If you have lost a loved one, you know that no matter how much you wanted to project yourself into your future to where you could be happy and whole again, you could not get there from where you were. Marty is an imperfect man walking through the death of something that he loved dearly, and as much as he would like to be “okay” again, it is not going to happen at this time.
You cannot expect these two men to be perfectly holy and blameless while waiting on the Lord to grant repentance into their lives. I do not think this is a stretch for you to understand, especially if you are married or if you have children. Expecting and demanding perfection from our children would be a significant parenting mistake.
Wise parents will tolerate imperfection from their children if they have their eye on a higher prize. Mercifully, the Lord does not “ping me” every time I make a mistake. His patience, forbearance, and love have done many beautiful things for my sanctification (Romans 2:4).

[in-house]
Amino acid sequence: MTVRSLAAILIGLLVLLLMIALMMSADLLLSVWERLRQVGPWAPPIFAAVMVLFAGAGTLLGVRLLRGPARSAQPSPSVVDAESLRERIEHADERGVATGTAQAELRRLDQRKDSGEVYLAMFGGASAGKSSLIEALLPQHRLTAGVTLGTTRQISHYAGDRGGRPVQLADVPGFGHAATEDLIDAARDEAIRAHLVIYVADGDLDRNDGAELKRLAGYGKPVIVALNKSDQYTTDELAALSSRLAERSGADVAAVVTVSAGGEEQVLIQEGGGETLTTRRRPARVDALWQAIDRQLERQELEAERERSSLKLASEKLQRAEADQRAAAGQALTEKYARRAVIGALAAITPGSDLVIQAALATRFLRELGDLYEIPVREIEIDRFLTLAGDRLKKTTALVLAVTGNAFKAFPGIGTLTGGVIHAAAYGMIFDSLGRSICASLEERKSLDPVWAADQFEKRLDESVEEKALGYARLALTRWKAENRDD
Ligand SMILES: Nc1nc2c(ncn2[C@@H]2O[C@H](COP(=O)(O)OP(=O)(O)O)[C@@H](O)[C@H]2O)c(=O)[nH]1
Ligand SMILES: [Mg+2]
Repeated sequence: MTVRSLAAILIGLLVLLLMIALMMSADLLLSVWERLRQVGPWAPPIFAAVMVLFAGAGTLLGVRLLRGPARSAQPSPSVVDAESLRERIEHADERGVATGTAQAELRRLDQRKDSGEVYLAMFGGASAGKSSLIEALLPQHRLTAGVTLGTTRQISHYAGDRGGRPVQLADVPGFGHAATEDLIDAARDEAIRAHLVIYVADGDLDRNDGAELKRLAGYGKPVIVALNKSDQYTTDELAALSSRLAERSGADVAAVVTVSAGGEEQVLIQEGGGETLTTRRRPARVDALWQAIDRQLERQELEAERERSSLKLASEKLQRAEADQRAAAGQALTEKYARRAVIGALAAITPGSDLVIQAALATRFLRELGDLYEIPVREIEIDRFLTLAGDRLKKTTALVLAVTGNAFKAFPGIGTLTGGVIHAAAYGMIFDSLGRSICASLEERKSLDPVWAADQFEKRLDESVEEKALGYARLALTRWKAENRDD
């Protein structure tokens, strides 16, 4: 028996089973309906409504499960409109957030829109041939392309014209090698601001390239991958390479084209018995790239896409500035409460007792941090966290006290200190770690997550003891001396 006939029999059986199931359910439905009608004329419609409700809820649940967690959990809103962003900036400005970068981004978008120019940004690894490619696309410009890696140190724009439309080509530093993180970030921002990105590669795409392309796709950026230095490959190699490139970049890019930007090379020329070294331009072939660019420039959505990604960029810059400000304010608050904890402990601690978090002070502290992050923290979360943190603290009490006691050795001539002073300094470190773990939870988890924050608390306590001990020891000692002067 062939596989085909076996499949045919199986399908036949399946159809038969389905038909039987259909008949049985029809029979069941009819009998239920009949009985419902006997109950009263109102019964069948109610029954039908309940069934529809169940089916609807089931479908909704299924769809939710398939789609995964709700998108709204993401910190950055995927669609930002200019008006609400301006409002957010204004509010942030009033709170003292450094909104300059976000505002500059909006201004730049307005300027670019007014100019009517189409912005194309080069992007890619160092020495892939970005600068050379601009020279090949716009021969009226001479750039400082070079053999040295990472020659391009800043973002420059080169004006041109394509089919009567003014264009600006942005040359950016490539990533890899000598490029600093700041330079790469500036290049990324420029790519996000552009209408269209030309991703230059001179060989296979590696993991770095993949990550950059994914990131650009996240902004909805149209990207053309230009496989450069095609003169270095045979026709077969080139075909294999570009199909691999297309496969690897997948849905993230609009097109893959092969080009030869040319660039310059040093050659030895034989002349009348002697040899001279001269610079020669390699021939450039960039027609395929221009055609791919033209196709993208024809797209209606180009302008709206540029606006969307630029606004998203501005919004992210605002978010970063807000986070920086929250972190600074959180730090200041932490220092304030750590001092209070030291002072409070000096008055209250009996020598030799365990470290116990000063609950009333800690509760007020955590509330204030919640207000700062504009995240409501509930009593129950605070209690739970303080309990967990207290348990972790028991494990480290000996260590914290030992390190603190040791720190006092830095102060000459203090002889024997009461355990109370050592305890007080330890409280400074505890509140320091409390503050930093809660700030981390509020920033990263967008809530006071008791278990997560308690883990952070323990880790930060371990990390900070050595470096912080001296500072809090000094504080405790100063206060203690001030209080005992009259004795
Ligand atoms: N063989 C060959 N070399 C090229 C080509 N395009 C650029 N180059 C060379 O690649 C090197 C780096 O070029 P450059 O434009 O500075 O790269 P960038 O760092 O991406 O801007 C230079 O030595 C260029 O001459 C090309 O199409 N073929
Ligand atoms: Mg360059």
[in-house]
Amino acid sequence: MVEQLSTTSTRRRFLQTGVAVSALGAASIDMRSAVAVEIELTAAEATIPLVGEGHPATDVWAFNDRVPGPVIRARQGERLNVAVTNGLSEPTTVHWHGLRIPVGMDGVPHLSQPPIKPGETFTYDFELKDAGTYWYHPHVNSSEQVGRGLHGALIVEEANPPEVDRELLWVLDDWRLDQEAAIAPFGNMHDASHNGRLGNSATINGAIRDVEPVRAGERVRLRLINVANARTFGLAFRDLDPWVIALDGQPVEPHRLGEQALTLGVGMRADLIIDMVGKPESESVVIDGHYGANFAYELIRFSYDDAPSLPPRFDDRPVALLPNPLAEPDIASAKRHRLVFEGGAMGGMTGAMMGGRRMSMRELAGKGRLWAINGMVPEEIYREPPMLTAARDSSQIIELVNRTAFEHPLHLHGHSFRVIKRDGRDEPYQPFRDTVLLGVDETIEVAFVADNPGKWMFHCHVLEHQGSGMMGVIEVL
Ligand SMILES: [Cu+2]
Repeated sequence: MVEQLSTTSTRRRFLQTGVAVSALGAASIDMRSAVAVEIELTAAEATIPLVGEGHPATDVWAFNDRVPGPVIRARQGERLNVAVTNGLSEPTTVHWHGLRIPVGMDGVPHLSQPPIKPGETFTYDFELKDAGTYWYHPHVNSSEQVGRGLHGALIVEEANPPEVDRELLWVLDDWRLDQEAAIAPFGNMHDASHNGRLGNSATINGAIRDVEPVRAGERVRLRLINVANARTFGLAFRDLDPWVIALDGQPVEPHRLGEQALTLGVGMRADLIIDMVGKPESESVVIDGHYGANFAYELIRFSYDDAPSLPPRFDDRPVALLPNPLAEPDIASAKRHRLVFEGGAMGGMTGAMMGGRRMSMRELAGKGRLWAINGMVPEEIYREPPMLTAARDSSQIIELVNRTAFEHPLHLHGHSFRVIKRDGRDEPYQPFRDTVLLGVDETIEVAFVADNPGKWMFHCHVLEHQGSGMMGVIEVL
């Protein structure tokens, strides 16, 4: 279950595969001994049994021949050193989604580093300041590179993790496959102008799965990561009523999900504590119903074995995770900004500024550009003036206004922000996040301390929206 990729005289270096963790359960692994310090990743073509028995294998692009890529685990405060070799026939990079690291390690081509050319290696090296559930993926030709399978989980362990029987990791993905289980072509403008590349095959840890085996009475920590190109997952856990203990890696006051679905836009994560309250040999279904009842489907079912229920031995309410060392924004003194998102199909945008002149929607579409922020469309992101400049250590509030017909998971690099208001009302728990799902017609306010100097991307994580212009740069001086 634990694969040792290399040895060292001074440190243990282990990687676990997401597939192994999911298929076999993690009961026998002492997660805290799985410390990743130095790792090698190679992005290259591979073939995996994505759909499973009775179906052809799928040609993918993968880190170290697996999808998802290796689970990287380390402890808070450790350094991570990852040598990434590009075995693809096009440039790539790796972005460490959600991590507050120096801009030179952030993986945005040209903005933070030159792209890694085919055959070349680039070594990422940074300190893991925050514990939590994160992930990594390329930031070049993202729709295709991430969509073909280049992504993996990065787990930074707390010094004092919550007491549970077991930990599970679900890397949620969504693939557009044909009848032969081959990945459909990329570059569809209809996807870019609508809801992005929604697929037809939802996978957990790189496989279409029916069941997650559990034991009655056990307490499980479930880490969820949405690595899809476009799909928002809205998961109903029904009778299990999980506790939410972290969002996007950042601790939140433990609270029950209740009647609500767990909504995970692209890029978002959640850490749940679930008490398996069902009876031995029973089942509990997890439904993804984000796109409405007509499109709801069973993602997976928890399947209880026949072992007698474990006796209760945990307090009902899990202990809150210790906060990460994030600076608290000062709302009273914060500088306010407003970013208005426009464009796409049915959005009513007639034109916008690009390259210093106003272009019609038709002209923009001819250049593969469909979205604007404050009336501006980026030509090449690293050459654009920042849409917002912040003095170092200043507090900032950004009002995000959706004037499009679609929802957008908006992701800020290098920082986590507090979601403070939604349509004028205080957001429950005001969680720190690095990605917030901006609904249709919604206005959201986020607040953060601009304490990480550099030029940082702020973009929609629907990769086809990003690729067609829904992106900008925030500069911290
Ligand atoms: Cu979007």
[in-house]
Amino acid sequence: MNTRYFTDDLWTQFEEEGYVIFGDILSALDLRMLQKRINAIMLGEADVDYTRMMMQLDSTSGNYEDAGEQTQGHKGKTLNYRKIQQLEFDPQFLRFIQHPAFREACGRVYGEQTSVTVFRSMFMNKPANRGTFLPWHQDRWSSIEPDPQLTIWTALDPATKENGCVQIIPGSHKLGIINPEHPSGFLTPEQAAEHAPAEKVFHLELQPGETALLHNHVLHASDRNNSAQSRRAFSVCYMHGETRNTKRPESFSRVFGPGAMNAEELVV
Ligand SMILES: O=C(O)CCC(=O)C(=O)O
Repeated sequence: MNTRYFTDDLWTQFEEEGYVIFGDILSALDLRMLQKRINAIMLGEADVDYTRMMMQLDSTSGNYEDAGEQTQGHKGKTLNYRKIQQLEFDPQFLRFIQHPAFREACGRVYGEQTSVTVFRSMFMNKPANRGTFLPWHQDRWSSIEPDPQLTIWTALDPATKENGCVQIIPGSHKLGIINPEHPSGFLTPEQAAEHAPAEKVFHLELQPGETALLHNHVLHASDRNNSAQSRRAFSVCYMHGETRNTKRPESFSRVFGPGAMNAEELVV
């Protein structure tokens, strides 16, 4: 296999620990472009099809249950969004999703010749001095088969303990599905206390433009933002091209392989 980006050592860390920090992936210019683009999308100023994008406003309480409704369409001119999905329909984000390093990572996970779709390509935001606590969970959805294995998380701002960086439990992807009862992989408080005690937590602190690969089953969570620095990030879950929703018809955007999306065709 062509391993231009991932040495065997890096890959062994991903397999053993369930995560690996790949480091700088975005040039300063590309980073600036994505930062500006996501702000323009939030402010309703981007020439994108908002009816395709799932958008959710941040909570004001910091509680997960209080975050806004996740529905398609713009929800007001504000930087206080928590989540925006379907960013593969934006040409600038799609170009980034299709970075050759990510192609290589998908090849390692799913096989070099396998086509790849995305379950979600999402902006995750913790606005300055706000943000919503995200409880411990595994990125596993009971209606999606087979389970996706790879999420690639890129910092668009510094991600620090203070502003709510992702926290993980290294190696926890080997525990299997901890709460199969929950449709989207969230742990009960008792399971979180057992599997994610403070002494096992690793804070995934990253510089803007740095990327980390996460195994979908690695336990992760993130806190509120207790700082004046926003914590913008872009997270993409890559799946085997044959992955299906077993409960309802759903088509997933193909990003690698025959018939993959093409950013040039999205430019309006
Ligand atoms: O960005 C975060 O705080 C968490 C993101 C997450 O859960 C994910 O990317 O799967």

This kind of thinking and practice does require a lot of patience (1 Thessalonians 5:14). The people who have had the most redemptive influence in my life are the ones who have overlooked a few offenses for the expected hope of a brighter outcome. The ones who have had the least amount of redemptive influence are the ones who have gotten angry with me.
This tension is where you will have to discern the present trajectory of their lives. Are they imperfectly heading in the right direction?